Nutrition and Feed
Feeding What Comes Naturally
By Leslie Ballentine
A Canadian company is looking to produce livestock feed from insect larvae
By Leslie Ballentine
Insects as a sustainable human food source have received a good deal of attention and investment over the last several years. Less visible are efforts here and abroad to use insects as a sustainable animal feed source. One such initiative is taking place in a commercial sized facility in Vancouver.
Vancouver-based Enterra Feed Corporation is not only unique to Canada; it is attempting to resolve two problems with a single solution by using food waste to create feed protein derived from insects. They describe it as up-cycling.
By using a food source that is naturally eaten by poultry, Enterra is tackling two major, global problems – wasted food and a growing demand for affordable protein sources.
According to recent reports, more than 30 per cent of the world’s food supply never makes it to the consumer and ends up as disposed waste or compost. In Canada, over 50 per cent of food waste occurs at the consumer level but 29 per cent occurs at the processing and retail levels amounting to about $7.8 billion a year.
The sharp increase in pre-consumer food waste over the last 50 years is due in large part to increasing consumption of perishable fruits and vegetables and stricter food quality requirements. This is happening at the same time as fish stocks and crop lands are shrinking and as demand for soy and other plant proteins is growing, creating volatile feed supplies and prices for poultry farmers.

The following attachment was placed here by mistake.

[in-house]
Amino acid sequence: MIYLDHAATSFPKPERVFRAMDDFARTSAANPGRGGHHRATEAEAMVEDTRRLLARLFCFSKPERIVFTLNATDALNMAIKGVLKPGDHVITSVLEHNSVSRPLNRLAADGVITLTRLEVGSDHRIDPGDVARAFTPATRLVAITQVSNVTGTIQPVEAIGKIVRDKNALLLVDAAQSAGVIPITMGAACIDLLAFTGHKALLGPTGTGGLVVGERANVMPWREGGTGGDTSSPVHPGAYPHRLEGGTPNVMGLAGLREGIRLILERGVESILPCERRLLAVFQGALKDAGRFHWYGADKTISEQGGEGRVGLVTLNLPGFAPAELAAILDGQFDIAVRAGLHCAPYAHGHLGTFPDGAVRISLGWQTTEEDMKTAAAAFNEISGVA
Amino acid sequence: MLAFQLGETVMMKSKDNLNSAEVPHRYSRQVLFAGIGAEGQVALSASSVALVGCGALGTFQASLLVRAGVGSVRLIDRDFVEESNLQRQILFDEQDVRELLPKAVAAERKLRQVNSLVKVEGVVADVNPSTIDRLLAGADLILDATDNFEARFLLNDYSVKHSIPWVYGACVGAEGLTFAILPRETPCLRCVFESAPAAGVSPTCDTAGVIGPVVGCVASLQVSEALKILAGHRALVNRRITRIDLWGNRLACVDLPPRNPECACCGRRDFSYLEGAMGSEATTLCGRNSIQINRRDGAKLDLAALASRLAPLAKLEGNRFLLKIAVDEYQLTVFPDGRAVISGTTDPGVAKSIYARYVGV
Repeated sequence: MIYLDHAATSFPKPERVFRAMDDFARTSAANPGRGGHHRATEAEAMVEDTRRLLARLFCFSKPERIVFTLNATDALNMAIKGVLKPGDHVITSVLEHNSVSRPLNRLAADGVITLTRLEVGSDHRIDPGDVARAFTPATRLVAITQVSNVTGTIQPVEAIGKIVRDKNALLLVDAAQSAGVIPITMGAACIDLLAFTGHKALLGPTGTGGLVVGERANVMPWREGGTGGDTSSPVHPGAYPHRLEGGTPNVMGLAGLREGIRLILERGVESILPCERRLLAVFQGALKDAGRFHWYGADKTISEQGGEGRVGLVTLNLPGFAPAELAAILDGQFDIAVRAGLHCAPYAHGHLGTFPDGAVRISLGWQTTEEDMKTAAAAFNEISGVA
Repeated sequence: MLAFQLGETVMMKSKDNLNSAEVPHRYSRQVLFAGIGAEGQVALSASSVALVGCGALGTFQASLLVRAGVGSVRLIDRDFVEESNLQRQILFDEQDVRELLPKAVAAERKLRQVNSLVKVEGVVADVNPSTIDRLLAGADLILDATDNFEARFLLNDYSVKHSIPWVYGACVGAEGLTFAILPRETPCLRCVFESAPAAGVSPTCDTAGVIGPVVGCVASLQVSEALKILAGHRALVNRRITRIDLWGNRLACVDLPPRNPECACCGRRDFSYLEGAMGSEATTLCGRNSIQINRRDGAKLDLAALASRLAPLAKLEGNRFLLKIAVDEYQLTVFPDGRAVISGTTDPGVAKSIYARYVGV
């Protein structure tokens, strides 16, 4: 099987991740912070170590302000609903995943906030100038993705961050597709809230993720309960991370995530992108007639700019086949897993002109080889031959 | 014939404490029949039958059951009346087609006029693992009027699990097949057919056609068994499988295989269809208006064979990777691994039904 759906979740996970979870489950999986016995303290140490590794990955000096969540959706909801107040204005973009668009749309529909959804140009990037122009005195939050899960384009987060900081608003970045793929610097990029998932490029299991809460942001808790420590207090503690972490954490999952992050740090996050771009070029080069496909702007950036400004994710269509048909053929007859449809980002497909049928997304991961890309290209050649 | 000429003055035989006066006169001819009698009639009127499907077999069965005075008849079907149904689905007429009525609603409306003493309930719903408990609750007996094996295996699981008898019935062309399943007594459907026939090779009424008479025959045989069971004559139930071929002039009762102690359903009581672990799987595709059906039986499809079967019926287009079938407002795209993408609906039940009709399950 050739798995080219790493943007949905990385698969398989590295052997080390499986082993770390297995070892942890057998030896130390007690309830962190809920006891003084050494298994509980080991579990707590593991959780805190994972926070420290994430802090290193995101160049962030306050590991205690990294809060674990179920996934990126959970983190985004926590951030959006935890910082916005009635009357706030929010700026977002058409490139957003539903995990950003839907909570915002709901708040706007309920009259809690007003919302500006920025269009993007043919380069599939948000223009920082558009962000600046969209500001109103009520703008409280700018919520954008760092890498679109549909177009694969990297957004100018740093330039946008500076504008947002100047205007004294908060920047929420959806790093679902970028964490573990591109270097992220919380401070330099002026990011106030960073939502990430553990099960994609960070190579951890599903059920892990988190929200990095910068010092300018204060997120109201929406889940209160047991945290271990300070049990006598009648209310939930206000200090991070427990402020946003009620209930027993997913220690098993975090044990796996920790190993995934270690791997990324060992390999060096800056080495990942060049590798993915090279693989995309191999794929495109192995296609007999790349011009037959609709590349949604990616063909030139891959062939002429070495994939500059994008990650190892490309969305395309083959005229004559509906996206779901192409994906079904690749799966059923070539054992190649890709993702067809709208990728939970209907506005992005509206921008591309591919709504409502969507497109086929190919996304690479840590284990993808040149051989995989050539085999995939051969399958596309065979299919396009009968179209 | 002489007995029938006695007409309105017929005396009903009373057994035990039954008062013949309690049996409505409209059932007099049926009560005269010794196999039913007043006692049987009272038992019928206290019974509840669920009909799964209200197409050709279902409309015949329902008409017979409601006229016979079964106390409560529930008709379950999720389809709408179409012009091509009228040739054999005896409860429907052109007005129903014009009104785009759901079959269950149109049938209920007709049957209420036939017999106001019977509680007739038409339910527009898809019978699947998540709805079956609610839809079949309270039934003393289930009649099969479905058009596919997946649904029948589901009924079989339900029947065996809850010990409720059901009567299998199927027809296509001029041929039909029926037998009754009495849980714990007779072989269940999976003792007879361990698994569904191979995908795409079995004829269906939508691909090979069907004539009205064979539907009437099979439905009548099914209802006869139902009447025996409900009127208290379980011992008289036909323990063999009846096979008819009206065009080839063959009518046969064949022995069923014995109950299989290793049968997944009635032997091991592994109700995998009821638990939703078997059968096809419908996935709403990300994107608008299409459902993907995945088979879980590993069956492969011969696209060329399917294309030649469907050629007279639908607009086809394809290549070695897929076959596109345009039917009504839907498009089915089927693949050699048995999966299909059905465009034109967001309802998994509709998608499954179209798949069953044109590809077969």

The farm and food sector is continuously seeking ways to make their practices more environmentally and economically sustainable. This is where insect-feed fits in.
According to the company website, Enterra’s patent-pending hatchery process uses a local beneficial insect to recover nutrients from traceable feedstock. “We operate an organic, zero-waste system to provide a sustainable supply of high quality nutrients for food production at a stable price, and that also reduces food waste disposal costs for businesses and municipalities.”
This is the way it works.
Enterra takes fruit and vegetable waste from grocers and food processors — including Overwaitea Food Group and Sun Processing — combines it with a small amount of fish trim and waste bread and feeds it to the larvae of the black soldier fly. This common and benign fly is used because it is not a vector for disease and because the female flies are prolific- producing up to 900 larvae eggs during their seven day lifespan.
Known for their voracious appetite, the larvae consume each feeding in just a few hours, so the waste food never has time to decompose and breed pathogens.
The largely automated, enclosed hatching facility can take in 100 tonnes of pre-consumer food waste per day or 36,500 tonnes per year.
This produces approximately 5,400 tonnes of larvae, 2,700 tonnes of fertilizer and can recover nearly 20,000 tonnes per year of clean water from the fruit and vegetable feedstock.
After two weeks when they are at their prime, the larvae are cleaned, cooked, dried and ground into meal. The meal is about 60 per cent protein, comparable to soy feed, and, according to the company, suitable for both fish or poultry feed. The larvae castings and spent brood flies are being used as fertilizer by local farmers.